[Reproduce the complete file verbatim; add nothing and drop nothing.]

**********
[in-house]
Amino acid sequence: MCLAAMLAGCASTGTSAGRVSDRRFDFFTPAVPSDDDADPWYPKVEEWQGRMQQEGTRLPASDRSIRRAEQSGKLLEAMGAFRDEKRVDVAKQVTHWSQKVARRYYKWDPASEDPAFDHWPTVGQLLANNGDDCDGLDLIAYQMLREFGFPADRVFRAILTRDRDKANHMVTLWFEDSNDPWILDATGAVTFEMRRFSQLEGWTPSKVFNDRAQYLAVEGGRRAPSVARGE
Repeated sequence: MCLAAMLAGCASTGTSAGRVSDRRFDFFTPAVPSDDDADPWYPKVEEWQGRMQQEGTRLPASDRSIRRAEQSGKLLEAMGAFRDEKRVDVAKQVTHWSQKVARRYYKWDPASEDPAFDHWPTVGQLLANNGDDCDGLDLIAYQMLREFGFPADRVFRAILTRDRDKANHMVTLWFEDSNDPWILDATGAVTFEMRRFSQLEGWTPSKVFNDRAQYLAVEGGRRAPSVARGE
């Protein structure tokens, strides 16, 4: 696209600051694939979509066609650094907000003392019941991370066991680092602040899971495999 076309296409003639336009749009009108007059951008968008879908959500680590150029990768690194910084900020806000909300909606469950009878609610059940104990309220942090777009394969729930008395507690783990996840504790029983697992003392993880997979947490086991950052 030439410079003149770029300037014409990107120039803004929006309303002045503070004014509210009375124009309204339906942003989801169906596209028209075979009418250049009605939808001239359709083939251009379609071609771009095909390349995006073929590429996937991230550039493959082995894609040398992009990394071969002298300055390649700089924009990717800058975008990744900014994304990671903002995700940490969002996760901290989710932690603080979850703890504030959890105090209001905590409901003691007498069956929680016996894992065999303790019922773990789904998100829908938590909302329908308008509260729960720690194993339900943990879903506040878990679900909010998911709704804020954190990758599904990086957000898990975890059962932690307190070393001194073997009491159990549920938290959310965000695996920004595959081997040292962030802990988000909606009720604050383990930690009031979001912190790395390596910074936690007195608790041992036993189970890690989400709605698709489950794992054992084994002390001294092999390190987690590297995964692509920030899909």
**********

[in-house]
Amino acid sequence: MCLAAMLAGCASTGTSAGRVSDRRFDFFTPAVPSDDDADPWYPKVEEWQGRMQQEGTRLPASDRSIRRAEQSGKLLEAMGAFRDEKRVDVAKQVTHWSQKVARRYYKWDPASEDPAFDHWPTVGQLLANNGDDCDGLDLIAYQMLREFGFPADRVFRAILTRDRDKANHMVTLWFEDSNDPWILDATGAVTFEMRRFSQLEGWTPSKVFNDRAQYLAVEGGRRAPSVARGE
Repeated sequence: MCLAAMLAGCASTGTSAGRVSDRRFDFFTPAVPSDDDADPWYPKVEEWQGRMQQEGTRLPASDRSIRRAEQSGKLLEAMGAFRDEKRVDVAKQVTHWSQKVARRYYKWDPASEDPAFDHWPTVGQLLANNGDDCDGLDLIAYQMLREFGFPADRVFRAILTRDRDKANHMVTLWFEDSNDPWILDATGAVTFEMRRFSQLEGWTPSKVFNDRAQYLAVEGGRRAPSVARGE
């Protein structure tokens, strides 16, 4: 696209600051694939979509066609650094907000003392019941991370066991680092602040899971495999 076309296409003639336009749009009108007059951008968008879908959500680590150029990768690194910084900020806000909300909606469950009878609610059940104990309220942090777009394969729930008395507690783990996840504790029983697992003392993880997979947490086991950052 030439410079003149770029300037014409990107120039803004929006309303002045503070004014509210009375124009309204339906942003989801169906596209028209075979009418250049009605939808001239359709083939251009379609071609771009095909390349995006073929590429996937991230550039493959082995894609040398992009990394071969002298300055390649700089924009990717800058975008990744900014994304990671903002995700940490969002996760901290989710932690603080979850703890504030959890105090209001905590409901003691007498069956929680016996894992065999303790019922773990789904998100829908938590909302329908308008509260729960720690194993339900943990879903506040878990679900909010998911709704804020954190990758599904990086957000898990975890059962932690307190070393001194073997009491159990549920938290959310965000695996920004595959081997040292962030802990988000909606009720604050383990930690009031979001912190790395390596910074936690007195608790041992036993189970890690989400709605698709489950794992054992084994002390001294092999390190987690590297995964692509920030899909």